Drivers are becoming more loyal to car brands, as Porsche, Cadillac and other automakers earned greater affection in the first quarter.
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According to a new report from Polk, brand loyalty across the auto industry increased 2.6 percentage points year-over-year to 51.5%, driven by owner-loyalty gains from 13 brands.
Porsche had the largest quarter-to-quarter improvement, climbing 9.5 points to 42.1%. General Motors (NYSE:GM) brand Cadillac rose 8.3 points to 47.4%, and Mazda was third with a 7.8-point gain at 37%.
“In each case, strong-selling models fuel the loyalty to these brands. We saw a majority of the contribution for brand loyalty coming from Cayenne owners for Porsche, CTS owners for Cadillac and Mazda3 owners for Mazda,” Lonnie Miller, vice president of Polk’s Loyalty Management practice, said in a statement. “There's something to be said for paying positive attention to the majority of your customer base while treating buyers professionally and continuing to meet or exceed their vehicle needs.”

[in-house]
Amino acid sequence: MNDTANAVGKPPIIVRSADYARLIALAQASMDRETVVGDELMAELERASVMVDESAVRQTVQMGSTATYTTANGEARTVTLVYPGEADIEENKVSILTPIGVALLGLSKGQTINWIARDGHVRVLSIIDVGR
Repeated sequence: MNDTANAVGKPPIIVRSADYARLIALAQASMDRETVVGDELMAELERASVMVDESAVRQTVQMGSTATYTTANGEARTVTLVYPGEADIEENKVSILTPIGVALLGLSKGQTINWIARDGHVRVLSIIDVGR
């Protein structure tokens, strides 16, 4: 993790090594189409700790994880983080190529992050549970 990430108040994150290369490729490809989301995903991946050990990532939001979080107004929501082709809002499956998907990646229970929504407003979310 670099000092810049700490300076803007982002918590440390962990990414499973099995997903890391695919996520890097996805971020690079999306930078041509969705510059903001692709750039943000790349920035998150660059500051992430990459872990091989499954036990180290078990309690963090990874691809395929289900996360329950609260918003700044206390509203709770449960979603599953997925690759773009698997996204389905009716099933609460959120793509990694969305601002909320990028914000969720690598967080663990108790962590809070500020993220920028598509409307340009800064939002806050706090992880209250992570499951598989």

Ford (NYSE:F) continued to lead the pack in owner loyalty, which checked in at 65.1% during the latest period. Polk said the car maker’s “impressive lineup is making a significant impact among automotive shoppers who are returning to market.”
Toyota (NYSE:TM) is a distant second at 58.5%, while Honda’s owner loyalty was 57% and Chevrolet rose 3.1 points to 56.2%.
Overall, Mazda trailed all other brands included in the survey. Buick (40%) and GMC (41%) also scored low in first-quarter brand loyalty.
The report from Polk, which provides information to automakers to help them improve owner retention strategies, is based on new-vehicle registration information from all 50 states and Washington, D.C., and includes brands with at least 1,000 owners returning to market during the first quarter.
“Automakers take customer loyalty seriously. Polk continues to work with them on both measurement and improvement plans in order to help dealer and corporate personnel understand what share of their total sales should come from repeat buyers versus newly acquired customers,” Miller said.